The Ruralpreneur #2 - $12 million a year selling plants

Empowering small town entrepreneurs to expand their businesses using digital tools and ecommerce

🛀 Shower thoughts:

🪴Maybe plants are really farming us, giving us oxygen until we eventually expire and turn into mulch which they can consume.

📺 As a kid my parents taught me to not believe everything I see on TV, now I have to teach them to not believe everything they see on Facebook.

🔥 Nothing is on fire, fire is on things.

In today's email:

  • Plants in a Box: Family nursery in a town of 2,500 pivots to selling plants online, now generates $12 million a year.

  • Real Recognize Real: How being authentic is going to boost your sales.

  • You get one shot: With attention spans shorter than ever, you’ve got to get straight to the point.

🎧Listen or watch: The Ruralpreneur Podcast episode 1 launches on Youtube and Spotify


From Monticello to the Masses: How Perfect Plants Nursery Bloomed Online Without Losing Its Roots

In the small town of Monticello, Florida, Alex Kantor made a bold move by transitioning his family's 40-year-old local nursery, Perfect Plants Nursery, to the digital realm. By 2021, this once-traditional nursery recorded an impressive $12 million in annual revenue, demonstrating that even in a small-town setting, digital transformation can lead to significant success. Plants in a box, shipped across the country? Yes, please.

To cater to the online audience, Alex and his sister, Natalie, invested heavily in infrastructure and utilized high-resolution imagery to give online buyers a true sense of their offerings. Despite their online push, the roots of the company remain deeply embedded in their community, showcasing how traditional businesses can innovate while retaining their core values and local charm.

Perfect Plants Nursery utilizes fun and light hearted social media tactics to market their brand, like videos that show new plant parents how not to kill a plant, and what to do in the kitchen with fruits and vegetables.


Why Realness Wins: The Pull of Authenticity in Online Selling

Online shopping is a big world with many choices. But, among all the options, there's a special kind of magic when something feels real and true. For small business owners from small towns, this 'realness' comes from their own stories, traditions, and local know-how.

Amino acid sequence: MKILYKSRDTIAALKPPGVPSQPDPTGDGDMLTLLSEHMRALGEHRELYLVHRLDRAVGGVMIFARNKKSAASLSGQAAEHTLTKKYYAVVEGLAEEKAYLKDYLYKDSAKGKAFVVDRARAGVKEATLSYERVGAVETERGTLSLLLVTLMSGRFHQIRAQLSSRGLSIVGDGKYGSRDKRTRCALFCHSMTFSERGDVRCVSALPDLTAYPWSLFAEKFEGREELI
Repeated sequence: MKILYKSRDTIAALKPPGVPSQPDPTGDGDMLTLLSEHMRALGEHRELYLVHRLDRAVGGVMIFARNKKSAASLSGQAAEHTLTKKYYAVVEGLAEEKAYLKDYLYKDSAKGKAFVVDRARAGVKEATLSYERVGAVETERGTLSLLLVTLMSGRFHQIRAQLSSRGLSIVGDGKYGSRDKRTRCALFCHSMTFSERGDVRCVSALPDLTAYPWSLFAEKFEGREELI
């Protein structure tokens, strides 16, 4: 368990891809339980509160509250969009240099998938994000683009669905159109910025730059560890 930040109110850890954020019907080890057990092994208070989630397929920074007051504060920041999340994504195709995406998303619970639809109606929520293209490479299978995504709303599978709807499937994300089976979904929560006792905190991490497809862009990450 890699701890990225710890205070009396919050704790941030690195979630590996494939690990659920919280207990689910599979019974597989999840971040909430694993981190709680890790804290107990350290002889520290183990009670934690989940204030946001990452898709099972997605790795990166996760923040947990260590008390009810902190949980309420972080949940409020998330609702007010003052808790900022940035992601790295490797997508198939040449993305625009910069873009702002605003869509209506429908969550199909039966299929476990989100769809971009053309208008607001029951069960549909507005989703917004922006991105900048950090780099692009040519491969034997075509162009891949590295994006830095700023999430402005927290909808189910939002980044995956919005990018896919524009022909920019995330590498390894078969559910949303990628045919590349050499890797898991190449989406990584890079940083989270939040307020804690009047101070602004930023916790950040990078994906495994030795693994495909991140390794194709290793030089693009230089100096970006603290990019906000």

When you buy something made with care, it's different from getting just another product. It might be a handcrafted design, a special recipe passed down for years, or even a local service offered with a personal touch. These aren't just things you buy; they're experiences with a backstory.

For small-town entrepreneurs wanting to get noticed online, sharing these stories can make a big difference. Instead of just saying what they sell, they can tell a story about why they do it or what it means to their community. Using simple pictures or short videos to show these stories can help too.

People shopping online these days want more than just stuff. They want things that feel genuine. Many people prefer to buy from businesses that are honest and real. This is good news for small businesses that can offer that personal touch. And it's not just about items you can hold. Services, local events, or even digital products can stand out if they come with a real story.

The online shopping world is huge, but there's always room for real stories and genuine offers. Small-town business owners have a chance to shine by showing their true selves and sharing what's special about what they do. Being real can be the key to standing out and making a mark in the big online marketplace.


Clearly Define Your Business, Your Audience, and Your Approach

Who Is This Snl GIF by Saturday Night Live

Jumping from a hometown shop to the online world is a big step. But just like in school when we learned about the Who, What, and How, these basics can guide our way in the digital space too. Here's how these simple ideas can help small-town business folks like us make it big online:

Who: We know our town's folks inside out, but online, there's a bigger world waiting. Think about who else might love what you sell. Maybe there are people across the country, or even in other parts of the world, who would love your products just as much as your neighbors do. But remember, even online, treat them with the same friendliness you would back home.

What: Selling online means you've got to be super clear about what you're offering. With so many things to buy on the internet, how is yours special? Maybe it's the way you make it, a special ingredient, or a story from our town. Put that story front and center. Make sure it shines through in pictures and descriptions.

How: Doing business online is a bit different. Think about how you'll get your products to people fast and in good shape. And think about how you can give them that warm, hometown feeling, even from behind a screen. This could be through a thank-you note, a surprise in the package, or even just a friendly chat online.

So in one sentence, can you describe your who, what, and how? I’ll share our who, what, and how from The Ruralentrepreneur:

We empower small town and rural entrepreneurs expand their businesses using digital tools and ecommerce through online educational resources.

Write down some notes and form a one-liner that you can clearly and easily use when describing your business. If someone walks up to you and asks what you do or what your business does, you can always have this ready.


Whoever walks in integrity walks securely, but he who makes his ways crooked will be found out.

Proverbs 10:9